Once all the walls were patched, we were left with a predicament of having a bricolage of existing orange-peel wall texture alongside the new smooth dry wall. The only solution was a change-order that called for the drywall guys to skim coat over the orange peel. This is a labor intensive process to spackle over the hideous texture. In process:
So it’s been awhile since updating, and a lot has transpired, mainly all the guts of the house. All the rough electrical and plumbing work has gone in, and that required a lot of walk-throughs with the GC and subs to cover exact outlet, fixture locations, etc and trying to vaguely follow LA codes. We’ve still been lucky in avoiding major mishaps through all of this, but one significant hiccup involved Kohler drop in soaking tub in the main bathrm, a luxury I absolutely insisted on. What I really wanted was the Japanese ofuru tub:
Traditional Ofuros are usually circular, but most importantly they’re soaking tubs- tend to be more narrow but much deeper, some allowing you to soak up to your chest. Not being able to afford these we went for a Kohler soaking tub. Trying to insert a bit of luxury is difficult since fixture product lines try to discourage mixing of high and lo brow. We wanted to design a tub/shower combo with this soaking tub. Wall mount trims(shower/faucet/handles, etc) are cheaper than deck mounted ones, which are the go-to method for filling a deck mounted soaking tub. But wall mounted faucets are never long enough to reach the rim of a deck mounted tub. Having run all aorund town trying to ficure out the most cost effective method to fill our tub, I finally found a cheap Kohler Purist deck mount faucet on ebay leftover from someone else’s project. Now we’ll have two separate water supply pipes, one to the deck mount, and one to the wall mount shower head. Once the tub is in, we’ll be posting images of this hybrid tub/shower, wall/deck mount system.
For our new floor plan, we will be adding a 1/2 ba where our laundry room once was. The main bath will be enlarged, but only by cannibalizing the closet for the front bedroom. I’m under the impression that bedrooms can only be considered as such if there’s an accompanying built-in closet. Since that’s gone, I wonder if an Ikea wardrobe counts? Here’s a view from the bedroom straight into the bathroom
And a view from the bathroom….
When going to open houses, it’s always a bit nerve racking to wonder what’s behind those freshly painted vintage plastered walls. How much dry rot, termite damage, or mold may be lurking behind coats of new paint? So far we haven’t stumbled upon anything upsetting, but this past week, there has been discovery of dry rot once the bathtub came out.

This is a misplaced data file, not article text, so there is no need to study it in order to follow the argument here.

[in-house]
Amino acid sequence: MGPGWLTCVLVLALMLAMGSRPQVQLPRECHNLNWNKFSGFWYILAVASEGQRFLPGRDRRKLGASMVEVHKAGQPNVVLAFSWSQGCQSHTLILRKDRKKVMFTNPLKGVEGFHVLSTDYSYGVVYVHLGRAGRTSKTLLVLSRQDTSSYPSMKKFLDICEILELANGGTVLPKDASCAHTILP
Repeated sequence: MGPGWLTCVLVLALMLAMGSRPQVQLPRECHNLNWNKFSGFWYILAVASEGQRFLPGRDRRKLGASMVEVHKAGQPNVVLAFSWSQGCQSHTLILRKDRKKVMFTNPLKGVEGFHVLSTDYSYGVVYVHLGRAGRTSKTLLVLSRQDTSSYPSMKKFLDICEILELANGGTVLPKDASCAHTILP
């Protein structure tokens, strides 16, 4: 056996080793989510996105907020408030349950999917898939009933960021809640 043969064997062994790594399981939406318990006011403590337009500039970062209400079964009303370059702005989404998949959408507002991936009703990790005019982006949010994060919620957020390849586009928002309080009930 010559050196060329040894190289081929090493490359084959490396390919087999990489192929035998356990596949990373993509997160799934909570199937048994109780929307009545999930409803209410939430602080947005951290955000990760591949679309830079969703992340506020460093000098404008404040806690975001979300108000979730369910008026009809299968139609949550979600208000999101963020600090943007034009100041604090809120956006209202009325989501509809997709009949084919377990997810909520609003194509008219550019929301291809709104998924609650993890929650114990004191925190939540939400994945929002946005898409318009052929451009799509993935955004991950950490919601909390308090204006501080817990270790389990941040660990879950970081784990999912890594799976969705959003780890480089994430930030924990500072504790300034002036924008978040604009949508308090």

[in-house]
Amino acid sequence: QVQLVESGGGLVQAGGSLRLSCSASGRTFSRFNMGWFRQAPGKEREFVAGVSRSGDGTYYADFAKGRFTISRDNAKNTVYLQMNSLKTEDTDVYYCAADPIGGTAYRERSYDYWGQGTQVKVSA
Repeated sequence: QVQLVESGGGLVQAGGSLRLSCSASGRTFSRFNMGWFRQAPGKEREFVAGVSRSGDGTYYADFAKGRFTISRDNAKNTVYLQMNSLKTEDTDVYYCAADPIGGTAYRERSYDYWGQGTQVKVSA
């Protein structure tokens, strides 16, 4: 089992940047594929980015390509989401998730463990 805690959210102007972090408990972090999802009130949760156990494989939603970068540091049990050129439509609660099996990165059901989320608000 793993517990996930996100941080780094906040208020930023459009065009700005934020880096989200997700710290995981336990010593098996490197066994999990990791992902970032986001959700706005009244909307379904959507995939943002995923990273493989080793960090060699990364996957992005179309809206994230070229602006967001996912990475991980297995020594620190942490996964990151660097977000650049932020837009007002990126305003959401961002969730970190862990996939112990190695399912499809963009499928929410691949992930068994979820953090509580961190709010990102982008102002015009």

With that discovery, we have a change order on our hands at about $250 for new floor joists to be replaced. Not too bad, so far….
Perhaps not as ideologically grounded as Corbusier’s 5th decree of a Free Plan, we now have busted open all unecessary partitions in the living areas. For such a small home, we decided to let the house breathe and circulate with passive breezes and multi-functional zones. With the lateral partitions out, the trussed beams started to sag a bit. Construction guys will be putting in new headers for support. Death to walls!
Not that I know too much about the world of wood working, but I did want to post some pics of Sam Maloof’s extraordinary work which I had referenced earlier.
The electrician has just switched out our existing electric panel from a 100 amp to a 200 amp panel. The extra juice will support central air/heat ($5500 for equip. and installation) and load from a garage studio/office. Not that we exactly needed the amp upgrade, but because we needed extra circuits, a new panel would have cost an extra $1k, and to do a 200 amp wouldn’t be much more. City of LA will be inspecting the work Tuesday and sign off. We can move on and begin the real work soon thereafter. But while we’re on the topic of electricity, some treasures I’ve found while looking around for chandeliers and pendant lamps, all for those with thin budgets.
Remodelista has some great examples of DIY rustic chandeliers:
Simple as it can get, a perfect stick, paint, bulbs, wire, and hardware.
Then there’s Lindsey Adleman’s DIY chandelier, you don’t buy, you download instructions, brilliant! But definitely check out her other machinic yet effervescent designs.
And there’s an excellent DIY design by Jean Pelle, which you can also purchase pre-assembled via his store on Etsy for $350: